Facebook Twitter YouTube Instagram Pinterest NetGalley
Google Books previews are unavailable because you have chosen to turn off third party cookies for enhanced content. Visit our cookies page to review your cookie settings.

The English Electric Class 37/4 Diesel Locomotives (Hardback)

British History Transport Scotland 20th Century Trains and Railways Wales England

By Fred Kerr
Imprint: Pen & Sword Transport
Pages: 128
Illustrations: 250 colour pictures
ISBN: 9781399096133
Published: 30th August 2022


£22.50 Introductory Offer

RRP £25.00

Note: If you have previously requested any release reminder emails for this product to the email address entered above, then the choice you make now about which format(s) of the product you wish to be reminded about will replace the choice you made last time.
You'll be £22.50 closer to your next £10.00 credit when you purchase The English Electric Class 37/4 Diesel Locomotives. What's this?
+£4.50 UK Delivery or free UK delivery if order is over £35
(click here for international delivery rates)

Order within the next 2 hours, 10 minutes to get your order processed the next working day!

Need a currency converter? Check XE.com for live rates

In the prelude to the privatisation of BR the Provincial Sector (later Regional Railways) became responsible for local / secondary train services and initiated the refurbishment of 31 Class 37 locomotives, fitted with train heating equipment – hence designated Class 37/4 - to support the shortfall of DMU trainsets. Their initial task was to work services on Scottish lines radiating from Inverness to points north and Glasgow to service the West Highland Line with a small batch based in South Wales to service Cambrian Line services and services from Cardiff traversing the Marches Line to serve Liverpool.

These services were soon replaced by Sprinter trainsets thus releasing the fleet to other duties including freight operators hence, at privatisation in April 1994, the fleet became owned by freight companies who subsequently hired locomotives to both other freight companies and passenger operators.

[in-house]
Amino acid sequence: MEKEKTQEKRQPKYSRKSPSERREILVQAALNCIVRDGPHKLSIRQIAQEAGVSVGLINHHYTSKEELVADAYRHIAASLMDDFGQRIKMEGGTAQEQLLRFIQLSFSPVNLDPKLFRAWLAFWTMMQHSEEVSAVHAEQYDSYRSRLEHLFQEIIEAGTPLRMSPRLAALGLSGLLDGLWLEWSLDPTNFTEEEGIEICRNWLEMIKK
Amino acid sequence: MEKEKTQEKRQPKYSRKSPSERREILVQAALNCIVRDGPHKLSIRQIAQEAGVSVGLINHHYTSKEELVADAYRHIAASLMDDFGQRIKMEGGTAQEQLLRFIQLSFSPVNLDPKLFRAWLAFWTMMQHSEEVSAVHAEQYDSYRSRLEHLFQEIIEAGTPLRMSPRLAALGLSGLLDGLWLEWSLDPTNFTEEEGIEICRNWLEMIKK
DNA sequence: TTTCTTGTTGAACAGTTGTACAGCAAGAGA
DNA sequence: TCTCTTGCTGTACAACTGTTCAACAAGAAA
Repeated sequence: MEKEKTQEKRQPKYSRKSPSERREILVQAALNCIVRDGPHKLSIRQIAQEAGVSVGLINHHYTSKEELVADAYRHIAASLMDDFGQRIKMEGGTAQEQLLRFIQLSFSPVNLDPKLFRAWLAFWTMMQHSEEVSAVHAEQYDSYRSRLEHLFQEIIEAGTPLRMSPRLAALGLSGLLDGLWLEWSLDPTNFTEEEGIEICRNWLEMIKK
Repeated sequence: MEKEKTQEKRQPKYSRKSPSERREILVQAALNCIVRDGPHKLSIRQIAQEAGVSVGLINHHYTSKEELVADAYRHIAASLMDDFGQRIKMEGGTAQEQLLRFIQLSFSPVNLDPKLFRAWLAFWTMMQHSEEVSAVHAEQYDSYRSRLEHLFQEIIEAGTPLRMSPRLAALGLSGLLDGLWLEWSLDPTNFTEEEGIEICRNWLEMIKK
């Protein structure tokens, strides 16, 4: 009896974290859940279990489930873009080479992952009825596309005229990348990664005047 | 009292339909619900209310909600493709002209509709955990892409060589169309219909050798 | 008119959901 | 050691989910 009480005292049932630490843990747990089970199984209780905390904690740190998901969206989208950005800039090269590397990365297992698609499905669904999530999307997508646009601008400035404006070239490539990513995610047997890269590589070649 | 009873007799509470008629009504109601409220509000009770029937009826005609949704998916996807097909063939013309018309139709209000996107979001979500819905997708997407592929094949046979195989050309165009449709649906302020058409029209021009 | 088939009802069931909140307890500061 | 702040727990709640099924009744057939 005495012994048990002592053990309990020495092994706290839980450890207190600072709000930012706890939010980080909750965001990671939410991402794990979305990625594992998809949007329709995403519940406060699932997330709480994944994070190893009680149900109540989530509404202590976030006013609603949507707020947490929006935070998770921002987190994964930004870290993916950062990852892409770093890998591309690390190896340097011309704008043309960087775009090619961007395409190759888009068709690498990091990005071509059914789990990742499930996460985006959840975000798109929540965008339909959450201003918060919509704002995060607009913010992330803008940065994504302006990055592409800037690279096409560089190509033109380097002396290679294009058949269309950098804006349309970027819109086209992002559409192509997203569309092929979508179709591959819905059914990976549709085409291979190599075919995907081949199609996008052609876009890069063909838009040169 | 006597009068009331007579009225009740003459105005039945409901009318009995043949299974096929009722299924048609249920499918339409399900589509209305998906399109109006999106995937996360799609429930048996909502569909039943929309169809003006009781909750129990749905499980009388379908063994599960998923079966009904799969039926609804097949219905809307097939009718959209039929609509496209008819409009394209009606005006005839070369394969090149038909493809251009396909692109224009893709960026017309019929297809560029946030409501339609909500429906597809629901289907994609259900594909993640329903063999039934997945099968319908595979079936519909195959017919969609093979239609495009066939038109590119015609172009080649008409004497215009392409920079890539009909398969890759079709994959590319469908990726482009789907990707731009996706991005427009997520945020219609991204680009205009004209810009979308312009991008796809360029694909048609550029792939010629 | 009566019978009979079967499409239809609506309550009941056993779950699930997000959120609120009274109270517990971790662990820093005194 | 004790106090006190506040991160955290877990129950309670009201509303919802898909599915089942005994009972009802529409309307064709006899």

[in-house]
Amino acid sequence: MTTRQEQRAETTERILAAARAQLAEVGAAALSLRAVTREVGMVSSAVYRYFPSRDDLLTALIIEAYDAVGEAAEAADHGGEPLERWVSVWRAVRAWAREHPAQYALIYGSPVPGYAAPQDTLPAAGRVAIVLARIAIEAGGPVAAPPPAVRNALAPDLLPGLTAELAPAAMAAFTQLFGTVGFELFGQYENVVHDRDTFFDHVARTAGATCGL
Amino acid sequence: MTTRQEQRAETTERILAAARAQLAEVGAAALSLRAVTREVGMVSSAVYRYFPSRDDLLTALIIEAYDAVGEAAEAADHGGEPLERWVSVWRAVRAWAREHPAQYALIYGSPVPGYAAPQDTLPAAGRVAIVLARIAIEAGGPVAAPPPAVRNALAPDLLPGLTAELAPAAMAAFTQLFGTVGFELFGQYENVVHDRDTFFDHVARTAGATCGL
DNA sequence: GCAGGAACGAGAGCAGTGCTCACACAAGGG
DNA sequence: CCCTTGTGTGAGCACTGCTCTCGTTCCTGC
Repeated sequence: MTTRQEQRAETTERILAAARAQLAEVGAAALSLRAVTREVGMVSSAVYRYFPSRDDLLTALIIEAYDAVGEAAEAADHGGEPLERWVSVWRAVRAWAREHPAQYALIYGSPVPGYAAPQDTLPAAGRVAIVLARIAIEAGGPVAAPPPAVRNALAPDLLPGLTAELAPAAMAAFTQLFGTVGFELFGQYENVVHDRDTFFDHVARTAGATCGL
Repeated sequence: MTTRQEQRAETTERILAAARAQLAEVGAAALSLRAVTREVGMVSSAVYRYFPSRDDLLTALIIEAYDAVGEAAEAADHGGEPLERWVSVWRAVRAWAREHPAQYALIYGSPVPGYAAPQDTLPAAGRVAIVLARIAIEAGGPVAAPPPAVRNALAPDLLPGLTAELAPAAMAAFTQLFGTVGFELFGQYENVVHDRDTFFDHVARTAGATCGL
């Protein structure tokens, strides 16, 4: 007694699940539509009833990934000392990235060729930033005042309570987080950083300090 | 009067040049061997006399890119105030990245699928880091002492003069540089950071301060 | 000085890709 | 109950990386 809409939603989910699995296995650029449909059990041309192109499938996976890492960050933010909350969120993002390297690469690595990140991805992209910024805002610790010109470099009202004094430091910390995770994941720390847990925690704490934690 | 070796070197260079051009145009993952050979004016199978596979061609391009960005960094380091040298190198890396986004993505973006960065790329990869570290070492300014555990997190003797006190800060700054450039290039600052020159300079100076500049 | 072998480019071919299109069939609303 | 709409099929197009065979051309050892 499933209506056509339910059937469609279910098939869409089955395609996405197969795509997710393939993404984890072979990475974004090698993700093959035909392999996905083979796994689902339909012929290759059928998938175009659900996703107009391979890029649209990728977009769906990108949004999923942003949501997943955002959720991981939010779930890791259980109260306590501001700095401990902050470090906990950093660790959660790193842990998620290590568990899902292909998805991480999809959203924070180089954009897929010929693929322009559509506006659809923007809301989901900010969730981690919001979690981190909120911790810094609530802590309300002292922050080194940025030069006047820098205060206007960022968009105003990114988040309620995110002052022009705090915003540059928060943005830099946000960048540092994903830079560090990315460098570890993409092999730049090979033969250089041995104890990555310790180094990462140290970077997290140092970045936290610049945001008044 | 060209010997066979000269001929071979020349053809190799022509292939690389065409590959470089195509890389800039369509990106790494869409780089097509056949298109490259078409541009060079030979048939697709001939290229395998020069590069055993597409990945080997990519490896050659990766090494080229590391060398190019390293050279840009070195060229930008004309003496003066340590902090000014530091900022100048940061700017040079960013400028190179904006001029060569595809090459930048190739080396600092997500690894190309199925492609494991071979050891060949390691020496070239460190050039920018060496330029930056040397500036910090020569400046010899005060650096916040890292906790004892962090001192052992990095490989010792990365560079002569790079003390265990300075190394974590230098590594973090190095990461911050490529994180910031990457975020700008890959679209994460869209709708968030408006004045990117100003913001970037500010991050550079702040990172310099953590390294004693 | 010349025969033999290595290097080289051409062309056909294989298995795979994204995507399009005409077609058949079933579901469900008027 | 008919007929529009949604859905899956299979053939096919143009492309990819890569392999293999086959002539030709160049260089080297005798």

Throughout their working life the fleet members have proved invaluable and capable of powering a variety of services whose history confirms both the locomotives’ adaptability and prowess in handling the duties allocated to them.

Fred Kerr’s book seeks to show this adaptability by detailing the reason for their initial creation and the tasks successfully undertaken once released from their initial roles as support for the shortage of DMU trainsets. The advent of privatisation saw an increased demand for their ‘go-anywhere do anything’ ability which is also displayed by the range of photographs that illustrate the wide range of duties performed by class members.

Once withdrawn from service some class members were purchased for preservation and – such was their adaptability – that preserved examples were hired by train operators to cover duties that no other class of diesel locomotive was capable of achieving.

There are no reviews for this book. Register or Login now and you can be the first to post a review!

About Fred Kerr

Fred Kerr is a photographer whose lifelong interest in railways began in Edinburgh during the early 1950s and has continued throughout his life since. His early ventures into photography began in 1961 but became established during his University years in the early 1970s. Taking early retirement in 1994 he has spent time working for Colin Garratt, a muse whose inspiration provided opportunities to photograph railway scenes that have proved to be historic as the railway undergoes changes in both its structures and operations.

More titles by Fred Kerr

Other titles in Pen & Sword Transport...